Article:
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Bishop calls crisis meetings in bid to calm storm over controversial rector

By Ivan Little

Published 27/04/2015

Rev Alan Kilpatrick greets parishioners before Sunday Service at Knocknamuckley Church
Rev Alan Kilpatrick greets parishioners before Sunday Service at Knocknamuckley Church

A Church of Ireland Bishop has called a total of three crisis meetings next week to discuss the storm over a controversial minister who has divided a congregation in Co Armagh.

The Rt Rev Harold Miller will also speak at two services in a bid to bring the warring factions together.

A letter from the Bishop of Down and Dromore was read out yesterday at morning worship by the Rev Alan Kilpatrick, the Scots-born earring-wearing cleric at the centre of the row over his ministry at Knocknamuckley Parish Church, which lies between Lurgan and Portadown.

More than 170 parishioners, including a number of Mr Kilpatrick's opponents, attended the service and several of them refused to shake the minister's hand as they filed out of the church at the end of the service.

During the 80-minute service, member of the congregation Ian Morton said prayers for the healing of the rift which has erupted over Mr Kilpatrick's 'happy clappy' services and claims that he has links with an American revivalist group, the Bethel school of Supernatural Ministries.

Rev Kilpatrick has also been criticised for his unconventional style of dress during services and a ban on the Royal Black Preceptory from using the church.

The minister was invited to a meeting of parishioners in nearby Bleary last week, but said that he didn't attend because it was his day off.

It's been reported that up to 70 people have already quit the church and that many more are trying to influence changes from within.

Few people would talk on the record, but one man told me Mr Kilpatrick had "hijacked" the old-style format of church services at Knocknamuckley. He also expressed concern about a group associated with the Bethel church having been hosted at the church in March.

Another said: "I've seen other ministers out in my time here. I'll see him out, too."

A woman who also refused to give her name said Mr Kilpatrick's services or style of ministry were "not the issues" but she wouldn't say what she believed were.

A supporter of the minister said: "We knew what we were getting when we invited him to come here. He always said he wasn't your typical Church of Ireland minister and that he didn't wear clerical robes or preach from the pulpit. We have to back him now."

At the end of his sermon, Mr Kilpatrick referred to the ongoing dispute within the parish and the toll it had taken on him and his wife Jan.

He said: "It's been quite a week.

"In this group there are a lot of emotions, a lot of feelings and Jan and I have been praying all the time and having a lot of conversations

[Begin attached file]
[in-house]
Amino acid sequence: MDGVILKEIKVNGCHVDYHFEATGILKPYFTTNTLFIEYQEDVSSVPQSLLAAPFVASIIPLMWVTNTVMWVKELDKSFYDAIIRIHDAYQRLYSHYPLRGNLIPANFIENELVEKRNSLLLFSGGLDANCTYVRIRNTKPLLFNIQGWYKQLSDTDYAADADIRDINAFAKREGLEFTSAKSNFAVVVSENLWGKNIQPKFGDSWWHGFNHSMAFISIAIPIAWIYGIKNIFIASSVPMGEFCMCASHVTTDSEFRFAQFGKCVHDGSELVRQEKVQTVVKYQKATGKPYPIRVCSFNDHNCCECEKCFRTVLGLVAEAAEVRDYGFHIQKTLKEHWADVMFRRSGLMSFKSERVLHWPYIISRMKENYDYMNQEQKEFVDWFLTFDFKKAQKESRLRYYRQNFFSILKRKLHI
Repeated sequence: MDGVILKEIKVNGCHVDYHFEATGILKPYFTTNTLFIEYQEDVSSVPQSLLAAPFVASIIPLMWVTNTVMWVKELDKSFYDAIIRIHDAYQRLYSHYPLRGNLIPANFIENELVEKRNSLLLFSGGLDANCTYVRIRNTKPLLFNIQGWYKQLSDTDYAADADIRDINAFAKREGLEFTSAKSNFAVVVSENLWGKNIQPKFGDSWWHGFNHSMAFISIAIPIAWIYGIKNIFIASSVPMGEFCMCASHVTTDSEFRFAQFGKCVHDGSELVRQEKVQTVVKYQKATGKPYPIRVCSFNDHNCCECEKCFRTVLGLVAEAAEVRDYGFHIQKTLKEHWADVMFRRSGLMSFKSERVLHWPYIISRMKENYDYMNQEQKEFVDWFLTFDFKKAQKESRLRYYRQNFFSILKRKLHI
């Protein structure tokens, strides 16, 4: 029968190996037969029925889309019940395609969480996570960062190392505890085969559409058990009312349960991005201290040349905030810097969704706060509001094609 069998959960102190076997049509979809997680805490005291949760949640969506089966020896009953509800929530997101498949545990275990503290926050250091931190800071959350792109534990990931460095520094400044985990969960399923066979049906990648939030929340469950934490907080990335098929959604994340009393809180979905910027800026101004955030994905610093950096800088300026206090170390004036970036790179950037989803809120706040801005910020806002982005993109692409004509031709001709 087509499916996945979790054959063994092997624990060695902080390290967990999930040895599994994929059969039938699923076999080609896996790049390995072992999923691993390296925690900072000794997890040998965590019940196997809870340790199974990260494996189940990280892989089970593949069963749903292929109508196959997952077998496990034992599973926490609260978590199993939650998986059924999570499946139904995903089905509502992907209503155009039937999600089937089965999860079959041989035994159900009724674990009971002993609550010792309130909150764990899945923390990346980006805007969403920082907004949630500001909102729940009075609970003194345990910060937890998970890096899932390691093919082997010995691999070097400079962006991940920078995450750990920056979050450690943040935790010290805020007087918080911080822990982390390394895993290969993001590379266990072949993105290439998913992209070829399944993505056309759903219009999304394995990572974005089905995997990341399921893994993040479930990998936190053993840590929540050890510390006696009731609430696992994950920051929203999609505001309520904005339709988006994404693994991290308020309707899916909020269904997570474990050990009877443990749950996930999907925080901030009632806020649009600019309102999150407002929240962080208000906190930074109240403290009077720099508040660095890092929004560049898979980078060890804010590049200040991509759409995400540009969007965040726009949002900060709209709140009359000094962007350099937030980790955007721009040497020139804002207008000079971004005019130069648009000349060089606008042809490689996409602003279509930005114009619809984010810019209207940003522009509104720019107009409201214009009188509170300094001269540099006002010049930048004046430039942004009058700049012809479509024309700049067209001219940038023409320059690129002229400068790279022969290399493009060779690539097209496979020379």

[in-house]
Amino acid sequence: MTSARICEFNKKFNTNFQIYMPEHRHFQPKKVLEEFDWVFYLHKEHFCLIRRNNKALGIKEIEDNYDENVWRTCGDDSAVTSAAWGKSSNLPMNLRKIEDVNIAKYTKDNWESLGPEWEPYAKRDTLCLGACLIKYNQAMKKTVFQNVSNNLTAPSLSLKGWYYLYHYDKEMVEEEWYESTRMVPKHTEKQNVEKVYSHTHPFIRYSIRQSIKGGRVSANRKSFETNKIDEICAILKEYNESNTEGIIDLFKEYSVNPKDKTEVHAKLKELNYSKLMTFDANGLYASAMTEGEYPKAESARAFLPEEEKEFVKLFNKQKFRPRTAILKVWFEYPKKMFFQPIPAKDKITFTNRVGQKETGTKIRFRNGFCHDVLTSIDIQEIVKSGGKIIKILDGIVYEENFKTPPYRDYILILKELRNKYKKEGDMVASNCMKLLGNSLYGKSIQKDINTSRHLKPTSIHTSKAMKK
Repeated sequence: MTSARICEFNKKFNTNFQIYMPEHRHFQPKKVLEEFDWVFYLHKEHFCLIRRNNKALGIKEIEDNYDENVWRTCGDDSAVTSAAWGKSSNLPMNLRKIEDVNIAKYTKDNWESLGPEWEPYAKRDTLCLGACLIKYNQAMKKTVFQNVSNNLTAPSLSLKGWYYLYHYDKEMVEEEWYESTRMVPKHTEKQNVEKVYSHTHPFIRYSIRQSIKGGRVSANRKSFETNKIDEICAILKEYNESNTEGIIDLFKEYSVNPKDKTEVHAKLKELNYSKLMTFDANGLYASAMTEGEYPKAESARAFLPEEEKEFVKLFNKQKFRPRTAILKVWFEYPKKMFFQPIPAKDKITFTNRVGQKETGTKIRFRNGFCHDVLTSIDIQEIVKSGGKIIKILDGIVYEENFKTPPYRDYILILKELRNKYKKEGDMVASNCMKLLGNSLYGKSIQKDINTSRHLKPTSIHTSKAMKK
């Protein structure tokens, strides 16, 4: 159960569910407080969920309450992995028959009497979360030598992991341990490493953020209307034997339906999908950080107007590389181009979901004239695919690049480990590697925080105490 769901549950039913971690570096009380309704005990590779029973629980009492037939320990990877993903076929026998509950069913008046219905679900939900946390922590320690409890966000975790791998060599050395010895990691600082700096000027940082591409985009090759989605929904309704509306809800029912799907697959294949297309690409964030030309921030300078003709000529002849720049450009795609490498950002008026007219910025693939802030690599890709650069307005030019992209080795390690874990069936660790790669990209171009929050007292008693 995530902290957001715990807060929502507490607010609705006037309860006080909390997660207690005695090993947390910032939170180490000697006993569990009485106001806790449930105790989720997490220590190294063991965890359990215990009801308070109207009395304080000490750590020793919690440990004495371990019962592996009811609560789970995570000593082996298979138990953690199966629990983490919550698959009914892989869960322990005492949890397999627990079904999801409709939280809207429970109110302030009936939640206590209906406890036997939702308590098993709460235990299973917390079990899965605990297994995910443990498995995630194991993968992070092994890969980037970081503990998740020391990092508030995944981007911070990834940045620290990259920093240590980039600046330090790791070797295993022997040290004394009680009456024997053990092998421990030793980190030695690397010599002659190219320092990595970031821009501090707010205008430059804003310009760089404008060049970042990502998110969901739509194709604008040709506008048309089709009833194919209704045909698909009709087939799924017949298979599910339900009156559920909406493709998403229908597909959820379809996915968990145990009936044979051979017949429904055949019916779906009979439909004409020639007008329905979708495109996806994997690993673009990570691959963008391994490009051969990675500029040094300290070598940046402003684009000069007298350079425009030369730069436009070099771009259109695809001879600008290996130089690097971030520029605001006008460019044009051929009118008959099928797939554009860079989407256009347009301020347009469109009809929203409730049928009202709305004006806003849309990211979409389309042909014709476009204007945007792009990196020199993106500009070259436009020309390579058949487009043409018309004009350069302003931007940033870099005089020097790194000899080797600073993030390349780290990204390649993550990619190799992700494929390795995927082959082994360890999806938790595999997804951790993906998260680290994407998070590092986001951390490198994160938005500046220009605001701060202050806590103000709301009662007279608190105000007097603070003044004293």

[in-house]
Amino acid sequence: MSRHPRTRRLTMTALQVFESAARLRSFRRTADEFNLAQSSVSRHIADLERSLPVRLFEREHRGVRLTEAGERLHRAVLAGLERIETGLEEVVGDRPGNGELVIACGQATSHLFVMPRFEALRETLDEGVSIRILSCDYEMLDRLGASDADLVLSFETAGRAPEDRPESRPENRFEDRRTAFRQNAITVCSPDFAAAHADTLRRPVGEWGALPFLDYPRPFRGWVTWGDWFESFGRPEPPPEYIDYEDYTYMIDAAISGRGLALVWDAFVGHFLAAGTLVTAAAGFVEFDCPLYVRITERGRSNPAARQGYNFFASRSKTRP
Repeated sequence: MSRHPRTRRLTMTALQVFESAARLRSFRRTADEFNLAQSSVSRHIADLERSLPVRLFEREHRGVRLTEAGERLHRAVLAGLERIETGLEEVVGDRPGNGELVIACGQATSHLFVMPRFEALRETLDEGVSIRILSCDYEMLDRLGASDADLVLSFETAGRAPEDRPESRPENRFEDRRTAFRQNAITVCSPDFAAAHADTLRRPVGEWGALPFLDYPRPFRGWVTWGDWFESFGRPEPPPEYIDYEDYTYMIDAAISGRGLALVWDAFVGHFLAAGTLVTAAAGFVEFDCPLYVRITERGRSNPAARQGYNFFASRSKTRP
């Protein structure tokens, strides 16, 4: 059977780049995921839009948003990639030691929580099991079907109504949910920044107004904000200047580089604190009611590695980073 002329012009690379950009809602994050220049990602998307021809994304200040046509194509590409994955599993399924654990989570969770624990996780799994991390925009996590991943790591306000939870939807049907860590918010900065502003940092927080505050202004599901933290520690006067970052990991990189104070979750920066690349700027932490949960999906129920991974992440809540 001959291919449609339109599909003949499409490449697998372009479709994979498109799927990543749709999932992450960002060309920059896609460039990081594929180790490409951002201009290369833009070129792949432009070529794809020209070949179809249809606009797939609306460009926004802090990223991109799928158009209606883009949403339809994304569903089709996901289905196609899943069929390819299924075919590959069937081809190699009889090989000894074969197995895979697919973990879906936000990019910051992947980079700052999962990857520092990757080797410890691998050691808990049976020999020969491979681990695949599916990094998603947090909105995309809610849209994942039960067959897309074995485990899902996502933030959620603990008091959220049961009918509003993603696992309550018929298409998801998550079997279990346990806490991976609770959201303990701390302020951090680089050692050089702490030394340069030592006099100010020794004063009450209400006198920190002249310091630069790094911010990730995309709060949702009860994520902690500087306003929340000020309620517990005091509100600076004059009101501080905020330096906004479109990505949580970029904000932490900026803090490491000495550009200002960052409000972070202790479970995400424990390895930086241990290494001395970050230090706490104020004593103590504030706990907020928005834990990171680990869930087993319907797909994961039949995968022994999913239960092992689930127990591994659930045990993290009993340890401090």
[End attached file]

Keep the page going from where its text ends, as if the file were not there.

"Physically we are both absolutely shattered, but spiritually we are on fire for God. And whatever happens over the next week, two weeks or whatever, we want God to be honoured and glorified."

Exactly what will happen has been the focus of intense speculation and a number of breakaway members of the parish have said that the only solution will be for the Bishop of Down and Dromore to remove Mr Kilpatrick from office.

In his letter, which was directed at church members, the Rt Rev Miller said they had been - and would continue to be - in his prayers.

He added: "I would like to invite all of you to engage in a process where we commit ourselves to healing and reconciliation.

"To commence this process I have asked for a small group from the diocese to meet with and listen to a number of groups from the parish."

The Bishop, who had originally intimated that he would not be intervening in the row, said he wanted the meetings to take place as soon as possible and had arranged for them to be held next Thursday night in the church hall.

He said he had invited the church's select vestry and the committee of a newly-formed women's group in the parish to take part in separate meetings with diocesan representatives and that a third meeting would be held for any other members of the congregation who wanted to get their views across.

The Bishop said the diocesan team would also meet Mr Kilpatrick.

Mr Kilpatrick revealed that the Bishop will go to Knocknamuckley "to connect with as many people as possible" by joining him in two communion services, one of which will be traditional, the other a contemporary church service.

"Everybody is invited to come to whichever service they would want," said Mr Kilpatrick, who came to Knocknamuckley 18 months ago.

The Bishop said part of his role was to seek reconciliation in situations of division.

"It is my earnest prayer that this situation can be resolved quickly and in a way which will lead to much healing for the whole parish of Knocknamuckley."

Belfast Telegraph

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